Costs of learning: student funding guide 2019 to 2020

Funding guide for learners and students including those going to college or university.

Full-time students in Higher Education

Studying in Scotland


Most full-time students do not have to pay for the cost of their course if studying for a HNC, HND or first degree or equivalent for the first time. The Student Awards Agency Scotland (SAAS) will pay the tuition fees for eligible students studying at institutions in Scotland. You must still apply to SAAS to get your tuition fees paid even if you are not applying for any other type of support.

Living costs

Student loans

The maximum loan you can get is £6,750 if you are 25 years or older, married, have dependent children or are self-supporting at the start of your course. If you are under 25 years and none of the above applies to you, the maximum loan is £5,750. Irrespective of circumstances, if your household income is over £34,000 a year the maximum loan you can get is £4,750 in all cases.

Young Students' Bursary

If you are under 25 you may qualify for a bursary (a grant assessed on your household income, which you do not have to pay back) of up to £2,000 a year. You may be able to get a bursary whether you live with your parents or live away from home during term time. The bursary will go down to zero for a household income over £34,000 a year. If you have done a course of higher education before, you may not receive this bursary for some or all of your course.

Independent Students' Bursary

An Independent Students' Bursary of up to £1,000 is available for eligible independent students if your household income is £21,000 or less a year. If you have done a course of higher education before you may not receive this bursary for some or all of your course.

The following table shows examples of the support available for 2019-2020.

Young Students (Aged under 25 at start of course) Independent Students (25 or older, married or self-supporting at start of course)
Family income Bursary Loan Total Bursary Loan Total
£0 to £21,000 £2,000 £5,750 £7,750 £1,000 £6,750 £7,750
£21,000 to £23,999 £1,125 £5,750 £6,875 £0 £6,750 £6,750
£24,000 to £33,999 £500 £5,750 £6,250 £0 £6,250 £6,250
£34,000 and above £0 £4,750 £4,750 £0 £4,750 £4,750

These figures combine the bursary and the student loan.

Care Experienced Students' Bursary

From 2017-2018, new and continuing care experienced students undertaking an eligible undergraduate course will be eligible to apply for a non-income assessed Care Experienced Students Bursary. The amount available in 2018-2019 is £8,100.

This new bursary replaces the current income-assessed living cost loan and bursary package. As such, if you apply for and meet the criteria to receive the Care Experienced Bursary, you will not be eligible to apply for a student loan.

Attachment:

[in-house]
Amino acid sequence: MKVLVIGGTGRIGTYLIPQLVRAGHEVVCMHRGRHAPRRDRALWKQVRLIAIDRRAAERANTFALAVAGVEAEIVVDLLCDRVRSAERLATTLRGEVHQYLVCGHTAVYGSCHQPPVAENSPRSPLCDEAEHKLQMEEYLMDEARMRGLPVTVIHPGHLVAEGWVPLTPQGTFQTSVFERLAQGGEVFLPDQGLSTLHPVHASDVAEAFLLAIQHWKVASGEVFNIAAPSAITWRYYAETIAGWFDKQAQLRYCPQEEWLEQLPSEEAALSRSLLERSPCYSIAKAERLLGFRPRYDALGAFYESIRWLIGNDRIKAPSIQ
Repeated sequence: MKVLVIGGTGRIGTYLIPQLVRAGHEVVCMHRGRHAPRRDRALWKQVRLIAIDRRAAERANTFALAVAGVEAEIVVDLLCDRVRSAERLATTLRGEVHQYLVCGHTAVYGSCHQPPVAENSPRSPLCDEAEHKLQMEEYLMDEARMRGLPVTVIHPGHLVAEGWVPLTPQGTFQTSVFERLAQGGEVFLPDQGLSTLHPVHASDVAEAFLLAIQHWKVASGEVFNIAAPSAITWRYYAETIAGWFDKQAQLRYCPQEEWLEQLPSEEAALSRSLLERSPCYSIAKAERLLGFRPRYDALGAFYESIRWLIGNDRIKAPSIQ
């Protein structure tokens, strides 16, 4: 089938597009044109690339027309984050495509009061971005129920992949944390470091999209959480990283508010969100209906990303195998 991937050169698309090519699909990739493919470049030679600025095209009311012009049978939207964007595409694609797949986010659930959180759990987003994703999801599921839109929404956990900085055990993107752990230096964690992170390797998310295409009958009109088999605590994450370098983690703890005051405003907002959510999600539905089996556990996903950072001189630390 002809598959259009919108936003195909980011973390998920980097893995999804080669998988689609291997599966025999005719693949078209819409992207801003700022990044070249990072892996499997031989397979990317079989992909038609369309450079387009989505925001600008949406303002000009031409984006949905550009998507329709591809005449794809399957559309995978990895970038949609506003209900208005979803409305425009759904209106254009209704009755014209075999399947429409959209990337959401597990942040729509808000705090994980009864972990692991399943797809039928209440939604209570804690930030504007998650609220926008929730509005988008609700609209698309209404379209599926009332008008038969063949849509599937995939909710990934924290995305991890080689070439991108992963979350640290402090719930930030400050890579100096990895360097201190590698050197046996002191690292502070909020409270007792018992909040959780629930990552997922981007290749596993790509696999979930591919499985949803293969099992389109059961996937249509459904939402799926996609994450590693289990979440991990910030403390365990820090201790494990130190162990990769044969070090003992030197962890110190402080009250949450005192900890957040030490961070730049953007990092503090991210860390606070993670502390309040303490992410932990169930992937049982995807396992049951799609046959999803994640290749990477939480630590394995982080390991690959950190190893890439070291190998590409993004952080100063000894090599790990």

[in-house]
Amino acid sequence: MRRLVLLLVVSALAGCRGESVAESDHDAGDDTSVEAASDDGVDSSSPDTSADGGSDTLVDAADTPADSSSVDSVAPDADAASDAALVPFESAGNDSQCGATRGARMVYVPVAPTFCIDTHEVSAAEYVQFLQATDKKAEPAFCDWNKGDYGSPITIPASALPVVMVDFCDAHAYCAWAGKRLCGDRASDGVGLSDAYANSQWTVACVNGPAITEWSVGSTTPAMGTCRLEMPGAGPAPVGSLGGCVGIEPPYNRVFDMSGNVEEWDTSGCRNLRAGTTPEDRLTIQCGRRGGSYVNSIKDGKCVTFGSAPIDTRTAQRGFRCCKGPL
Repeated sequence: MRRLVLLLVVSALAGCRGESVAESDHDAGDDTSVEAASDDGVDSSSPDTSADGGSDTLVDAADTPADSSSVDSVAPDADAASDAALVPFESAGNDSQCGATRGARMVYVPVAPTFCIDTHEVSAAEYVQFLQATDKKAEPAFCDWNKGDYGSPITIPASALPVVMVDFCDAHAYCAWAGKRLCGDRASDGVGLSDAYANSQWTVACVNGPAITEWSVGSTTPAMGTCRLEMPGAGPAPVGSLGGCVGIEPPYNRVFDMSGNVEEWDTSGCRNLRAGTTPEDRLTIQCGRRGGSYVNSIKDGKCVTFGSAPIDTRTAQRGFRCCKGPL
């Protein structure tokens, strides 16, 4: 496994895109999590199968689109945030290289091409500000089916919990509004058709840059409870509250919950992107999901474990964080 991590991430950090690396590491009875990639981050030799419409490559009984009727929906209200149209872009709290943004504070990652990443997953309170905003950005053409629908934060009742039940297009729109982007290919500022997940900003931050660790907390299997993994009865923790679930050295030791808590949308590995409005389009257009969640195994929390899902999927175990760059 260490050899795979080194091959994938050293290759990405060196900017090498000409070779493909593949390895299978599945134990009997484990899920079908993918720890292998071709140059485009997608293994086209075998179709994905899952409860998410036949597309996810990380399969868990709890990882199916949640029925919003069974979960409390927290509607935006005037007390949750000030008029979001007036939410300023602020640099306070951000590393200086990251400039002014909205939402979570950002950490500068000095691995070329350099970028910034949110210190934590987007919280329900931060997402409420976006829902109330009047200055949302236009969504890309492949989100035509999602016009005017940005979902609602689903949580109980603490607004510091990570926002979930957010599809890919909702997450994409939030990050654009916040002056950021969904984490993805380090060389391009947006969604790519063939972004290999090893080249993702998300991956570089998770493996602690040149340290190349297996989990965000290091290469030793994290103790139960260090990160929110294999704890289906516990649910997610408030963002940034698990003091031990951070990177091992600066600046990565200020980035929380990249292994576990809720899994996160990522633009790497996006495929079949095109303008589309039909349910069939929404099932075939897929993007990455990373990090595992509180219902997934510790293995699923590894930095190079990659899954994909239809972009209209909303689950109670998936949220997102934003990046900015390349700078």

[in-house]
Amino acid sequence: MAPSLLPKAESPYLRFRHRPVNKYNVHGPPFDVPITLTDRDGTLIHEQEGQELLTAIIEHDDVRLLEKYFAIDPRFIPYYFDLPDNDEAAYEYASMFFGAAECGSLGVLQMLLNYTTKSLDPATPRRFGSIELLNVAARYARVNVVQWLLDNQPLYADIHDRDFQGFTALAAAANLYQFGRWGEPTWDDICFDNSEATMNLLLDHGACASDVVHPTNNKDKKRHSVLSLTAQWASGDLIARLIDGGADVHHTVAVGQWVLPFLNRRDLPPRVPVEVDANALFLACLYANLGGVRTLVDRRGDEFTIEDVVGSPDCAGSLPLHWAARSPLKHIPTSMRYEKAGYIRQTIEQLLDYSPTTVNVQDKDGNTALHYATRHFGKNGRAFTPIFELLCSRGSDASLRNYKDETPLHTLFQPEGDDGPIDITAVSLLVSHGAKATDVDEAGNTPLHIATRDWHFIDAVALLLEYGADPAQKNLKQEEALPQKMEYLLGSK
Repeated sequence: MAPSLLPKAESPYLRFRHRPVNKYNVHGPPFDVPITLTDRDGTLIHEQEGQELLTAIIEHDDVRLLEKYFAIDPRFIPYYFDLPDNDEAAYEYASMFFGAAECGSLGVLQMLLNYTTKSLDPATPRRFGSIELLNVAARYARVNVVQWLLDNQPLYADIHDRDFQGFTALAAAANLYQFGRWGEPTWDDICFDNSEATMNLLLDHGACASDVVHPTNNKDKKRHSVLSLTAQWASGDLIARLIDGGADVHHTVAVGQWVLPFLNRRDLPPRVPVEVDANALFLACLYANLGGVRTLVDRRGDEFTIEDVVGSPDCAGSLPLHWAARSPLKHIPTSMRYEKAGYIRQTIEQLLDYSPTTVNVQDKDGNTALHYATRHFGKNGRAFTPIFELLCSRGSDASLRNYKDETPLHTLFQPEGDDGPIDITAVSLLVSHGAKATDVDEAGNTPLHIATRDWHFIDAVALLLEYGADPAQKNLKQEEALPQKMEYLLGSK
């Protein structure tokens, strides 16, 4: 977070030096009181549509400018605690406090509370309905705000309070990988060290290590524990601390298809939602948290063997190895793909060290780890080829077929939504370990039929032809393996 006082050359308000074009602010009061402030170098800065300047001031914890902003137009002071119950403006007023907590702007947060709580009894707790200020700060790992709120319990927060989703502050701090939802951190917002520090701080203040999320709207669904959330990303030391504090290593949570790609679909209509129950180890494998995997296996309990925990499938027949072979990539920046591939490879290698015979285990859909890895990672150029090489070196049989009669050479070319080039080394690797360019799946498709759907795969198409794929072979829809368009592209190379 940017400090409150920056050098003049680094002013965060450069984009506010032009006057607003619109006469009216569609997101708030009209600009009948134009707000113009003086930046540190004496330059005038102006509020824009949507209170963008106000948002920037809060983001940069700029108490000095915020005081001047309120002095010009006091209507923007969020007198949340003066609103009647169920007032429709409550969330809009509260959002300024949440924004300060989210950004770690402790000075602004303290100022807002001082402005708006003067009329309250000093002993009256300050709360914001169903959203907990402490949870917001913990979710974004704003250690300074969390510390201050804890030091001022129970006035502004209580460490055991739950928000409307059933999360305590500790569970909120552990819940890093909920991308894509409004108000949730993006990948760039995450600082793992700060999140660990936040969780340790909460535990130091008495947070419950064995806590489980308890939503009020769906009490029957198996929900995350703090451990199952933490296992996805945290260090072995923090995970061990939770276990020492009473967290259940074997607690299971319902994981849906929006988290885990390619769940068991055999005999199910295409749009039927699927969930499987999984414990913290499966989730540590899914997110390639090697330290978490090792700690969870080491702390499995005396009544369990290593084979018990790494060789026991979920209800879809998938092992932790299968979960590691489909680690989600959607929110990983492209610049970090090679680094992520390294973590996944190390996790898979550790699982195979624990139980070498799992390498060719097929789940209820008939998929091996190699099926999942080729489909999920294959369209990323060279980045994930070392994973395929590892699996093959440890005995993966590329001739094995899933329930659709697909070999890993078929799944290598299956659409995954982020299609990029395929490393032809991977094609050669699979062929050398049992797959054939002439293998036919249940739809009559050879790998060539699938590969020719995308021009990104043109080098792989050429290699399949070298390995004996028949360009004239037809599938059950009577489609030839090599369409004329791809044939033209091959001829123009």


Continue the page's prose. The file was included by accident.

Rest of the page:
You may be eligible to claim the Care Experienced Student Bursary if:

  • You have ever been looked after by a Local Authority in the UK; and
  • You are under 26 on the first day of the first academic year of your course (the relevant date). For most students, who start in the autumn term, the relevant date is 1 August.

You can find more information on Care Experienced Students' Bursary from the SAAS website at

Scottish Government Health Directorate Bursary

Nursing and Midwifery

There are different arrangements for Nursing and Midwifery courses. All eligible students get a bursary. You may also be eligible for a dependant's allowance (based on your income), lone parent and childcare allowances and help towards extra clinical placement costs.

Contact SAAS for more information.

More information on what support is available to Nursing and Midwifery Students can be found at:

Monthly payments

Scottish students studying undergraduate courses at Scottish institutions receive their loans, bursaries and grants every month. This applies to student loans, the Young and Independent Students' Bursary and all other grants except Disabled Students' Allowance and Care-experienced Accommodation Grant.

There will be more details on monthly payments in the award letters SAAS and the Student Loans Company give you. You can also get information at

Studying outside Scotland

Tuition fees

The table below shows the most you would have to pay for 2019-2020.

Where you study in the UK 2019-2020
Wales Up to £9,250
England Up to £9,250
Northern Ireland Up to £9,250

If you are a full-time Scottish student studying in England, Wales or Northern Ireland you:

  • can apply to SAAS for a loan to cover the costs of fees at institutions in the rest of the UK;
  • could get a loan of up to £9,250 a year (this loan is not based on your or your households income); and
  • repay your loan only after you finish your course and start earning over £18,935 a year.

Living costs

If you are a Scottish student studying in England, Wales or Northern Ireland, you can claim the same support available to those who study in Scotland. Please refer to the table on page 15 for how much loan and bursary you may be entitled too.

Studying a year of your course abroad

Eligible Scottish university students, who do a year of their course abroad, will receive the same support they would have received had they stayed at their home university - this includes payment of tuition fees. The study abroad can be compulsory, voluntary and part of a European or non-European exchange programme. If your study abroad is compulsory, you can get help with the cost of your air fares and medical insurance. You should contact your home university for more information. Further information on the Erasmus scheme is available from

Portability Pilot

Under the Portability Pilot you may be eligible for support for a course at participating EU universities. Scottish domiciled students studying at eligible European universities can apply for the same bursary and loan support as students attending university in Scotland.